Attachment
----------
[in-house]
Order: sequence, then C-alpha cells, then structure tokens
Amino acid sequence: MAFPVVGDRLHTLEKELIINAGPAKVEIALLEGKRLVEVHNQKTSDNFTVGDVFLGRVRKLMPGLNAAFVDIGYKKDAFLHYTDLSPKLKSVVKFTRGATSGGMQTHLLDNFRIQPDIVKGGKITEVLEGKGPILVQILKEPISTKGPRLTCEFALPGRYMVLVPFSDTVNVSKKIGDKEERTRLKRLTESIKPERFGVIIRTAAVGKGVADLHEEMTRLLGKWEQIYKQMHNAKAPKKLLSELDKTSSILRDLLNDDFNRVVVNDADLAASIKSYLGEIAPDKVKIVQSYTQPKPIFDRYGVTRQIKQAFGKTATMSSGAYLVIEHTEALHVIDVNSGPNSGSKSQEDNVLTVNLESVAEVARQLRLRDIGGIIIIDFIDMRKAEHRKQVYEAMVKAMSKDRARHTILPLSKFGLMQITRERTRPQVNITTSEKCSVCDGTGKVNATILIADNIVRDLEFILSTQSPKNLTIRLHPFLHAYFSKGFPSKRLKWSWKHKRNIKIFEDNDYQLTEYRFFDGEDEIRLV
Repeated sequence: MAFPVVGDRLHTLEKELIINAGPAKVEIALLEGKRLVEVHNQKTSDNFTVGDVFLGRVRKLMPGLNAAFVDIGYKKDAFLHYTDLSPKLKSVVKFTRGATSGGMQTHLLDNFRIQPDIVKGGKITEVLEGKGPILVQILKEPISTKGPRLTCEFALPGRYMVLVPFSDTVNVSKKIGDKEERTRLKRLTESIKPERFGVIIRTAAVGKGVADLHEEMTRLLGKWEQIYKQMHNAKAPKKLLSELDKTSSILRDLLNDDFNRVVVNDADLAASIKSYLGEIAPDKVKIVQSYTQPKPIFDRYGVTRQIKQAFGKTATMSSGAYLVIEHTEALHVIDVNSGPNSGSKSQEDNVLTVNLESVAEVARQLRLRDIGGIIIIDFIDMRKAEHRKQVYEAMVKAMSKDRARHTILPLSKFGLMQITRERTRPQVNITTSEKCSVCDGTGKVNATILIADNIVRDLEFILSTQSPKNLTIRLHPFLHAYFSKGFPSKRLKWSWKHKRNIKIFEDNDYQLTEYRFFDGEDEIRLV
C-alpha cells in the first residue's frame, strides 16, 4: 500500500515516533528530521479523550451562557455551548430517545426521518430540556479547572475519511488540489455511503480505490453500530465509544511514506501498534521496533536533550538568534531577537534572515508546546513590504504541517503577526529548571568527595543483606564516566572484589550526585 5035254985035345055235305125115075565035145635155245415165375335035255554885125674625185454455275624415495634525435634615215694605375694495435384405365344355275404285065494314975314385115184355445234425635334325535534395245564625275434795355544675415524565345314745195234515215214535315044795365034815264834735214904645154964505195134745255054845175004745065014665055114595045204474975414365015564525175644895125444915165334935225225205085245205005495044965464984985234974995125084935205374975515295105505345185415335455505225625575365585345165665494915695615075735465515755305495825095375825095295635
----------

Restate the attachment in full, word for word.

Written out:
[in-house]
Order: sequence, then C-alpha cells, then structure tokens
Amino acid sequence: MAFPVVGDRLHTLEKELIINAGPAKVEIALLEGKRLVEVHNQKTSDNFTVGDVFLGRVRKLMPGLNAAFVDIGYKKDAFLHYTDLSPKLKSVVKFTRGATSGGMQTHLLDNFRIQPDIVKGGKITEVLEGKGPILVQILKEPISTKGPRLTCEFALPGRYMVLVPFSDTVNVSKKIGDKEERTRLKRLTESIKPERFGVIIRTAAVGKGVADLHEEMTRLLGKWEQIYKQMHNAKAPKKLLSELDKTSSILRDLLNDDFNRVVVNDADLAASIKSYLGEIAPDKVKIVQSYTQPKPIFDRYGVTRQIKQAFGKTATMSSGAYLVIEHTEALHVIDVNSGPNSGSKSQEDNVLTVNLESVAEVARQLRLRDIGGIIIIDFIDMRKAEHRKQVYEAMVKAMSKDRARHTILPLSKFGLMQITRERTRPQVNITTSEKCSVCDGTGKVNATILIADNIVRDLEFILSTQSPKNLTIRLHPFLHAYFSKGFPSKRLKWSWKHKRNIKIFEDNDYQLTEYRFFDGEDEIRLV
Repeated sequence: MAFPVVGDRLHTLEKELIINAGPAKVEIALLEGKRLVEVHNQKTSDNFTVGDVFLGRVRKLMPGLNAAFVDIGYKKDAFLHYTDLSPKLKSVVKFTRGATSGGMQTHLLDNFRIQPDIVKGGKITEVLEGKGPILVQILKEPISTKGPRLTCEFALPGRYMVLVPFSDTVNVSKKIGDKEERTRLKRLTESIKPERFGVIIRTAAVGKGVADLHEEMTRLLGKWEQIYKQMHNAKAPKKLLSELDKTSSILRDLLNDDFNRVVVNDADLAASIKSYLGEIAPDKVKIVQSYTQPKPIFDRYGVTRQIKQAFGKTATMSSGAYLVIEHTEALHVIDVNSGPNSGSKSQEDNVLTVNLESVAEVARQLRLRDIGGIIIIDFIDMRKAEHRKQVYEAMVKAMSKDRARHTILPLSKFGLMQITRERTRPQVNITTSEKCSVCDGTGKVNATILIADNIVRDLEFILSTQSPKNLTIRLHPFLHAYFSKGFPSKRLKWSWKHKRNIKIFEDNDYQLTEYRFFDGEDEIRLV
C-alpha cells in the first residue's frame, strides 16, 4: 500500500515516533528530521479523550451562557455551548430517545426521518430540556479547572475519511488540489455511503480505490453500530465509544511514506501498534521496533536533550538568534531577537534572515508546546513590504504541517503577526529548571568527595543483606564516566572484589550526585 5035254985035345055235305125115075565035145635155245415165375335035255554885125674625185454455275624415495634525435634615215694605375694495435384405365344355275404285065494314975314385115184355445234425635334325535534395245564625275434795355544675415524565345314745195234515215214535315044795365034815264834735214904645154964505195134745255054845175004745065014665055114595045204474975414365015564525175644895125444915165334935225225205085245205005495044965464984985234974995125084935205374975515295105505345185415335455505225625575365585345165665494915695615075735465515755305495825095375825095295635